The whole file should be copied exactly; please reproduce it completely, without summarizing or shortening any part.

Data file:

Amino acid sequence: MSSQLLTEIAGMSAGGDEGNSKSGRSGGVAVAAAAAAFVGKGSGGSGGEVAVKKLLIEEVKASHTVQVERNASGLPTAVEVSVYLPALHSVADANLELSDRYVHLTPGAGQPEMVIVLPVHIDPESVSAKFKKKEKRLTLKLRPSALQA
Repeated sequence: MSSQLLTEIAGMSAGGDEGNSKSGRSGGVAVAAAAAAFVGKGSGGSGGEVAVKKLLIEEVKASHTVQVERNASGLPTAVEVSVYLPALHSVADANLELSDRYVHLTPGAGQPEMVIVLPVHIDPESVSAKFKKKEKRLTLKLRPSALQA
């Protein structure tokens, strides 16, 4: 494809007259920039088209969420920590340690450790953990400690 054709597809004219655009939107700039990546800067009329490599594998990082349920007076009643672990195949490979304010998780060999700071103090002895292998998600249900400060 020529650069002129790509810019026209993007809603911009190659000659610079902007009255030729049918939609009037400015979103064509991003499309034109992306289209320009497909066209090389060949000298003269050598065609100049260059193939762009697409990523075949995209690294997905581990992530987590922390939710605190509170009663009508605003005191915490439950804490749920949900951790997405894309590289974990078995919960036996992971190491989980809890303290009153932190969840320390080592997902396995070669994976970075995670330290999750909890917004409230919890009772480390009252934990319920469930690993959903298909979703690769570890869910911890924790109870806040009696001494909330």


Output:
Amino acid sequence: MSSQLLTEIAGMSAGGDEGNSKSGRSGGVAVAAAAAAFVGKGSGGSGGEVAVKKLLIEEVKASHTVQVERNASGLPTAVEVSVYLPALHSVADANLELSDRYVHLTPGAGQPEMVIVLPVHIDPESVSAKFKKKEKRLTLKLRPSALQA
Repeated sequence: MSSQLLTEIAGMSAGGDEGNSKSGRSGGVAVAAAAAAFVGKGSGGSGGEVAVKKLLIEEVKASHTVQVERNASGLPTAVEVSVYLPALHSVADANLELSDRYVHLTPGAGQPEMVIVLPVHIDPESVSAKFKKKEKRLTLKLRPSALQA
């Protein structure tokens, strides 16, 4: 494809007259920039088209969420920590340690450790953990400690 054709597809004219655009939107700039990546800067009329490599594998990082349920007076009643672990195949490979304010998780060999700071103090002895292998998600249900400060 020529650069002129790509810019026209993007809603911009190659000659610079902007009255030729049918939609009037400015979103064509991003499309034109992306289209320009497909066209090389060949000298003269050598065609100049260059193939762009697409990523075949995209690294997905581990992530987590922390939710605190509170009663009508605003005191915490439950804490749920949900951790997405894309590289974990078995919960036996992971190491989980809890303290009153932190969840320390080592997902396995070669994976970075995670330290999750909890917004409230919890009772480390009252934990319920469930690993959903298909979703690769570890869910911890924790109870806040009696001494909330």